Shira Koch Epstein
This year when so many of us find ourselves in need, the first day of Rosh Hashanah falls on Shabbat, a day on which we traditionally forgo petitionary prayers like Avinu Malkeinu. I imagine that for many of my congregants, this is a relief. For the many who do not believe in an interventionist God, is there a place in our worship for prayers of petition?
To support us in our efforts to shock our congregations into a different appraisal of and response to vulnerability is the liturgy. During the High Holidays, in particular, the prayer Unitaneh Tokef — with its famous paragraph describing the many ways people might die during the coming year — can be interpreted as insisting on our vulnerability and mortality.
Aryeh Cohen essay
AVRAHAM’S FATHER’S IDOLS: A year-long conversation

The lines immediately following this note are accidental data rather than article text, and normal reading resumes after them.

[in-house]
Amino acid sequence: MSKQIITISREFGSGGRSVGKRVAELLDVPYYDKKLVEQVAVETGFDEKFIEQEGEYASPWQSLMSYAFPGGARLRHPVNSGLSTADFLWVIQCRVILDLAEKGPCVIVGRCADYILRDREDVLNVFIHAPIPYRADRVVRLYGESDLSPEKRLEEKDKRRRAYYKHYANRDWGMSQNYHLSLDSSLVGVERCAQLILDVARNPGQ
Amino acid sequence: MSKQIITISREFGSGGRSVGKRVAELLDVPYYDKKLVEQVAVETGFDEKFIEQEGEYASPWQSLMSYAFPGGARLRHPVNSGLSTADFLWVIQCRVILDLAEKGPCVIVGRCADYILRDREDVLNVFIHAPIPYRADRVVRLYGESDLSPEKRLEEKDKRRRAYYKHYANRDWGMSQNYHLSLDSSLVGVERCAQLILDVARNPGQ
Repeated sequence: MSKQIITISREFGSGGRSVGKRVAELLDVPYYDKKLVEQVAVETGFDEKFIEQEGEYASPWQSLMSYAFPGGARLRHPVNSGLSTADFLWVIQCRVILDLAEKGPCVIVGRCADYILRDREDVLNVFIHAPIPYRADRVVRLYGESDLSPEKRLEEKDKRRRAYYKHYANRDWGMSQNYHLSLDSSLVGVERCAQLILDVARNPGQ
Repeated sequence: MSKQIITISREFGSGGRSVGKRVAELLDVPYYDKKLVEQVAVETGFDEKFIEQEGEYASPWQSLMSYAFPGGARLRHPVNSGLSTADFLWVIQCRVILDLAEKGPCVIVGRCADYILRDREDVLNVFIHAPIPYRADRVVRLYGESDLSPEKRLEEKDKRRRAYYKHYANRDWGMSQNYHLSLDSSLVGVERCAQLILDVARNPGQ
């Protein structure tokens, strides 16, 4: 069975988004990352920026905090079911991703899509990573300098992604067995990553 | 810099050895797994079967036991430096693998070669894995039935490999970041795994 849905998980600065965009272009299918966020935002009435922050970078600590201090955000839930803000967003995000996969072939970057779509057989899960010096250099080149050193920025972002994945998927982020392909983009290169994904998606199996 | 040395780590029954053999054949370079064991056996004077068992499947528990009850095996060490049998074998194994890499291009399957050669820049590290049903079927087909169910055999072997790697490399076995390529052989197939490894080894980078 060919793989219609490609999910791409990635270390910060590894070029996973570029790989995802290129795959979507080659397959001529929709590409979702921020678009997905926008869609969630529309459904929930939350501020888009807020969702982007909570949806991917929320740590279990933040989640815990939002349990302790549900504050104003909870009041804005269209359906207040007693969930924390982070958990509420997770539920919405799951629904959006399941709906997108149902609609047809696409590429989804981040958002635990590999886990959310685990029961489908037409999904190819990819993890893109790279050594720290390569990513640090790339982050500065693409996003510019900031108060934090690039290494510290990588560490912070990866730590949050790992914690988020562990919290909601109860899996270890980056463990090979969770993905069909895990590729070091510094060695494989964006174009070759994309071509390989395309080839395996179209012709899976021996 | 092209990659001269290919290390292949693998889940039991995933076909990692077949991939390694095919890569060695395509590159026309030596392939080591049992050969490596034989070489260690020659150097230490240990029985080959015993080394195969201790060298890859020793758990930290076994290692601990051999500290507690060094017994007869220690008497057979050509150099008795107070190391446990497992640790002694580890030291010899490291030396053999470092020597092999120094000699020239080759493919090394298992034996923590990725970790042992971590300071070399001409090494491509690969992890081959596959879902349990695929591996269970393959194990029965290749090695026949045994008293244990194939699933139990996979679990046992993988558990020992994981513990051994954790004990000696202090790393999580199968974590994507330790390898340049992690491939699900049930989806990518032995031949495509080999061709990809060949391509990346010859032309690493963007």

MORRIS J. ALLEN A person blinded in one eye is exempt from making the pilgrimage. (Hagiga 2a) While this talmudic text is speaking only of the three-times-a-year obligation to appear in Jerusalem in ancient times — on Pesach, Shavuot, and Sukkot — the ancient rabbinic dictum holds great importance for modern Jews. Indeed, Abraham Joshua
What helps you pray?
Does “fasting” help focus your attention on Yom Kippur? How?
In what ways does a sense of vulnerability coalesce a community?